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IUHEALTHARNETT IS AMONG THE FIRST IN INDIANA TO OFFER HYBRID CLOSED LOOP TECHNOLOGY

An IU Health Arnett Hospital Release

—Indiana University Health Arnett is one of three health care providers in Indiana testing a hybrid closed loop system with 8 patients. On September 28, 2016 – the FDA approved the first hybrid closed-loop system for automating insulin delivery to reduce both highs and lows.

A local type 1 diabetes patient is among the first in the country to receive Medtronic’s MiniMed 670G system as part of a Customer Training Phase. Referred to by some as an “artificial pancreas,” this smart insulin pump automates and personalizes basal insulin delivery 24 hours a day – stabilizing blood sugar levels with less patient interaction required. It is the first and only FDA-approved pump that tailors treatment with a smart algorithm that learns the unique needs of each patient.

“This technology is a significant breakthrough for patients with type 1 diabetes as it will take on more of the work for patients and alleviate some of the mental burden associated with daily management,” said Shannon Oates, MD, FACE, specialist in endocrinology. “I’m confident this therapy will improve patient outcomes as demonstrated by the pivotal trial that studied the device, and enhance quality of life. We’re proud to be one of the first in the nation to be able to offer it.”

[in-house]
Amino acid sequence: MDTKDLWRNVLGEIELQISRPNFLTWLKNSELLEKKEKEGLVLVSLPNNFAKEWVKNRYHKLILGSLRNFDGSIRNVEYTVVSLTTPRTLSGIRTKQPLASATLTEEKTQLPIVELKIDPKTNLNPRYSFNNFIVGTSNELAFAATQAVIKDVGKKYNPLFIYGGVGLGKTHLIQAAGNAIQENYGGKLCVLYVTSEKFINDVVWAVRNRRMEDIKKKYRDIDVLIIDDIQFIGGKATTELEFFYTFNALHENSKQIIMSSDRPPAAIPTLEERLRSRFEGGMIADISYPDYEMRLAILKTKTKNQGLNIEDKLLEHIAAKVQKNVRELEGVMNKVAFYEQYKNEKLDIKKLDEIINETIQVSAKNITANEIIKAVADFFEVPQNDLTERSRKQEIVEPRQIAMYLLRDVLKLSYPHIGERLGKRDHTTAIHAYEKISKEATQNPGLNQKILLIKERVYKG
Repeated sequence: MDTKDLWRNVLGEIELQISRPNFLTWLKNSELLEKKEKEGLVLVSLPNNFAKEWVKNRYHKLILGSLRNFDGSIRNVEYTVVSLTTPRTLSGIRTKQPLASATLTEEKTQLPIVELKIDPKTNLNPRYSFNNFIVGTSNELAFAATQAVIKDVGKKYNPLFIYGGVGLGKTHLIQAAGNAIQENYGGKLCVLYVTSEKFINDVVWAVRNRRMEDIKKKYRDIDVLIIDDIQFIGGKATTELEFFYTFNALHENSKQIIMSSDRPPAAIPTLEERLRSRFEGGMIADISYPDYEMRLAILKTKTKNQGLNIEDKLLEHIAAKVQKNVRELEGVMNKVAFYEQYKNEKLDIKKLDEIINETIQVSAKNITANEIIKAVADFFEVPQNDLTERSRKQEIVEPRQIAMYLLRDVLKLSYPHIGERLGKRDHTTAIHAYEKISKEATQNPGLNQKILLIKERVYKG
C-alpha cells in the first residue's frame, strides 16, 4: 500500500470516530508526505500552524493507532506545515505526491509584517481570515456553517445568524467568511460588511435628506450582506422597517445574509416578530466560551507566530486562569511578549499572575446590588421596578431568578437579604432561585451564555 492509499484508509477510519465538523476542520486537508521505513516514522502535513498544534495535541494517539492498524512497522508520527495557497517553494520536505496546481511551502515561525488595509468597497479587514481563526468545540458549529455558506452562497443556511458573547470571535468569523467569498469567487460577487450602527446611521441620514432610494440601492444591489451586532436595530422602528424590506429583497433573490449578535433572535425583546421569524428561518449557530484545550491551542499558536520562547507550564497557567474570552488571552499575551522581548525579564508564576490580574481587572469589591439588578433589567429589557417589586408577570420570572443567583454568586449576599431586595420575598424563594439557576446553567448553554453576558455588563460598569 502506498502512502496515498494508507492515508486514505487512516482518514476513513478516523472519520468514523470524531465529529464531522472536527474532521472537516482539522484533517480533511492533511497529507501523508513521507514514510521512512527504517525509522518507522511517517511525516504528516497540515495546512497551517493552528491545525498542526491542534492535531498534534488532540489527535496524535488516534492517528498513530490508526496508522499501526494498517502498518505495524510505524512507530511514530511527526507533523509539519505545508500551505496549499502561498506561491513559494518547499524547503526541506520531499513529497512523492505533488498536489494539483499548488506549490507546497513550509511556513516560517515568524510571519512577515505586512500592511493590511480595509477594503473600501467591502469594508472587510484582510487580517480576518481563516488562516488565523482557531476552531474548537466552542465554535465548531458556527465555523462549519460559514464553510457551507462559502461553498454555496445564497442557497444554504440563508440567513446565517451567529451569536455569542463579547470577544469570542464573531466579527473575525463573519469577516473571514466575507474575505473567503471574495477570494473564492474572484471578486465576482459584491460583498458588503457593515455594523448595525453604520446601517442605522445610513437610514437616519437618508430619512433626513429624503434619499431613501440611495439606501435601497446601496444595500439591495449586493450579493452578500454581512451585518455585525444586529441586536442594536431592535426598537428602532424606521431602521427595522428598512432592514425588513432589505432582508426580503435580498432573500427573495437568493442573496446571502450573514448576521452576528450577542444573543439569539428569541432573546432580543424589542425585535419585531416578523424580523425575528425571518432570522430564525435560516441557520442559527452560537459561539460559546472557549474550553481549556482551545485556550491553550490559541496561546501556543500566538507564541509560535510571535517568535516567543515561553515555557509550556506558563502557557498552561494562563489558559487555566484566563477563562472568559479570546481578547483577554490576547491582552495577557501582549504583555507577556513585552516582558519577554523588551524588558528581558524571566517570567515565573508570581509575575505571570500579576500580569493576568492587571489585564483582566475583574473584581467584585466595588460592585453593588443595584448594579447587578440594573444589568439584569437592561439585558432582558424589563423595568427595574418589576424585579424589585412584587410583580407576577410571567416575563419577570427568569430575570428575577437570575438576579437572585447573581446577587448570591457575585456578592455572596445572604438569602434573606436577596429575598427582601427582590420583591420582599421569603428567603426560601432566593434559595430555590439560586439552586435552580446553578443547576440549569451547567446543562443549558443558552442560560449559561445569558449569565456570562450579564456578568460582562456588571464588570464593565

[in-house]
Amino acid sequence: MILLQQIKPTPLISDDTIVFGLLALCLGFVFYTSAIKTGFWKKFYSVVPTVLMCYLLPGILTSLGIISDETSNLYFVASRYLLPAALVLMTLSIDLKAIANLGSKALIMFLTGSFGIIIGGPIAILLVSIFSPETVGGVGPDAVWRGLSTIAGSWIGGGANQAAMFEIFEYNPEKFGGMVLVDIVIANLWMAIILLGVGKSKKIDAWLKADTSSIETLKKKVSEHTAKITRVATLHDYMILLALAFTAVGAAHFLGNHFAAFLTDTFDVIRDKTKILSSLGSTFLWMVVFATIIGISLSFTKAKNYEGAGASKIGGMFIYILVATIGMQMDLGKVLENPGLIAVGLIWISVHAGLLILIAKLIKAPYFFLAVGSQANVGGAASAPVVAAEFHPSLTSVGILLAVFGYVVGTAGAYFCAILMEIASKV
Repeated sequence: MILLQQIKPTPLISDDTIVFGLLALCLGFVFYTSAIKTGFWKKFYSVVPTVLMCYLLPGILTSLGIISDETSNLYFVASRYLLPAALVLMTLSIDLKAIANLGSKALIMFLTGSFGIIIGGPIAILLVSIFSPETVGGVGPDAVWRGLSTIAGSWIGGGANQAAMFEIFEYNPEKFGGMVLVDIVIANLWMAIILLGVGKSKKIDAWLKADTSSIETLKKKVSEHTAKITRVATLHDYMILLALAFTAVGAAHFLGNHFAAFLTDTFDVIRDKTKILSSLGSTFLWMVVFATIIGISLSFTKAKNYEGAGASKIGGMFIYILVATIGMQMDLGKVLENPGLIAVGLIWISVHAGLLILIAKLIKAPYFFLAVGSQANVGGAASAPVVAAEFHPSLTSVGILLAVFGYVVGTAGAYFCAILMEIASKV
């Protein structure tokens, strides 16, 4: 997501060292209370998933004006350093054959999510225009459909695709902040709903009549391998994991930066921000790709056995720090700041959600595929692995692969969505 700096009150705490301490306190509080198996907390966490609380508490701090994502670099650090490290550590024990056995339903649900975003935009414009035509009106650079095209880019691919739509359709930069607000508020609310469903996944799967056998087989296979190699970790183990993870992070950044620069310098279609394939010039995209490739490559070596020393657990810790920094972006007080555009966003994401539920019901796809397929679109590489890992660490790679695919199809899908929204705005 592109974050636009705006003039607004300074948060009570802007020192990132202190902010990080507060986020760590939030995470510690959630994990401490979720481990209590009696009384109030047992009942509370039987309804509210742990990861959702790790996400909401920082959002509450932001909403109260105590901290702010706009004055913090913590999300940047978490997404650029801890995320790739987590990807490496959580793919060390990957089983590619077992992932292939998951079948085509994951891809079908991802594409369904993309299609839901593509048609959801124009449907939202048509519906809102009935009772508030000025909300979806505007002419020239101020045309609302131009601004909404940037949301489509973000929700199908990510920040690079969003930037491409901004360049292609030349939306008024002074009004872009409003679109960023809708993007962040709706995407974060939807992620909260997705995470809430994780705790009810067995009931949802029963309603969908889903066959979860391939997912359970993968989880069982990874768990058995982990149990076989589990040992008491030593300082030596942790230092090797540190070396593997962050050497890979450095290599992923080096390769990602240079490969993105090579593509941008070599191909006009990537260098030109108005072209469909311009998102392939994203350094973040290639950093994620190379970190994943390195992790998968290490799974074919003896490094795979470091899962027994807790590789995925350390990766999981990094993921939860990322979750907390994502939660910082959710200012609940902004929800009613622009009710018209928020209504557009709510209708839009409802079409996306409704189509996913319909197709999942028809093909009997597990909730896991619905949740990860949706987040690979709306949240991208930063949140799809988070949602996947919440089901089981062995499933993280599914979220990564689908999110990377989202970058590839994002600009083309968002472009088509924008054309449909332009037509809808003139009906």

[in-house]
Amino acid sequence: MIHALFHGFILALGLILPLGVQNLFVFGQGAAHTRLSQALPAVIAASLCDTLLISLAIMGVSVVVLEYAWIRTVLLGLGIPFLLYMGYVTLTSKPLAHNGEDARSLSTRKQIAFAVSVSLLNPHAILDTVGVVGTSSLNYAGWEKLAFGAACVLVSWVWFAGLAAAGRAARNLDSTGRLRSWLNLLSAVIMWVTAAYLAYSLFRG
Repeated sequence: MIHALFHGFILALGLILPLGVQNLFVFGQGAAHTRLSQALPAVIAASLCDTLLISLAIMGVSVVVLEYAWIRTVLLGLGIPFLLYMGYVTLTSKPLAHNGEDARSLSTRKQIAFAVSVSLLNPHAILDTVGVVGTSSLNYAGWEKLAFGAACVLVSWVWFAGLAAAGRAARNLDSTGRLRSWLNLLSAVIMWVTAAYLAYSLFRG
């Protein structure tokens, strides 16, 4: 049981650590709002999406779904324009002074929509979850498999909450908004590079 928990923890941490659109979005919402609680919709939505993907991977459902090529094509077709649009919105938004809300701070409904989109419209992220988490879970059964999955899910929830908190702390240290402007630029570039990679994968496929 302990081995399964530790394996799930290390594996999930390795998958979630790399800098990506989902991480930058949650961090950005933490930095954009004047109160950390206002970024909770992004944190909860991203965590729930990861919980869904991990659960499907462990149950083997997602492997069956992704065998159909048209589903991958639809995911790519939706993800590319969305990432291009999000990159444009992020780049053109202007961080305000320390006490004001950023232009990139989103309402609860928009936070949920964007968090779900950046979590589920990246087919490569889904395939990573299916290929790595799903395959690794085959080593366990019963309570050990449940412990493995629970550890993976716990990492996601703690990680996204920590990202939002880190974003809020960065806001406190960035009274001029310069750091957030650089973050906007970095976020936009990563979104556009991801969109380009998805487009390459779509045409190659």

The hybrid closed loop is a system that constantly self-adjusts to automatically keep your sugar levels in range, based on how you live your everyday life. This provides a peace of mind in knowing a person will be in normal blood sugar range a great majority of the time.

We now have a good idea of what to expect from hybrid closed-loop systems that automate insulin delivery:

Waking up most mornings with an on-target blood sugar (e.g., 120 mg/dl).
More time-in-range and less time spent at extreme high and low blood sugars throughout the day and especially at night.
Improvements in A1C for some users with less glucose variability (up-and-down swings).
Less diabetes hassle and greater peace of mind for many users, particularly overnight and especially for parents.
Improved sleep quality in many users.

More important, these devices may also save lives. One of the big untold stories in diabetes is death from hypoglycemia overnight (so-called “dead in bed”). There are no statistics on how often “dead in bed” happens. “Dead in bed” should never happen. With the right technology and access, people with diabetes should never have to visit the ER due to severe hypoglycemia or DKA. All these events are avoidable with the right management and access to the right technology.

Type 1 diabetes is an autoimmune disease that results when the pancreas stops making insulin. Of those who live with diabetes, about 5% have type 1 diabetes. The prevalence of diabetes is growing and today approximately 1.25 million American children and adults have type 1 diabetes.

Go to IU Health Arnett Newsroom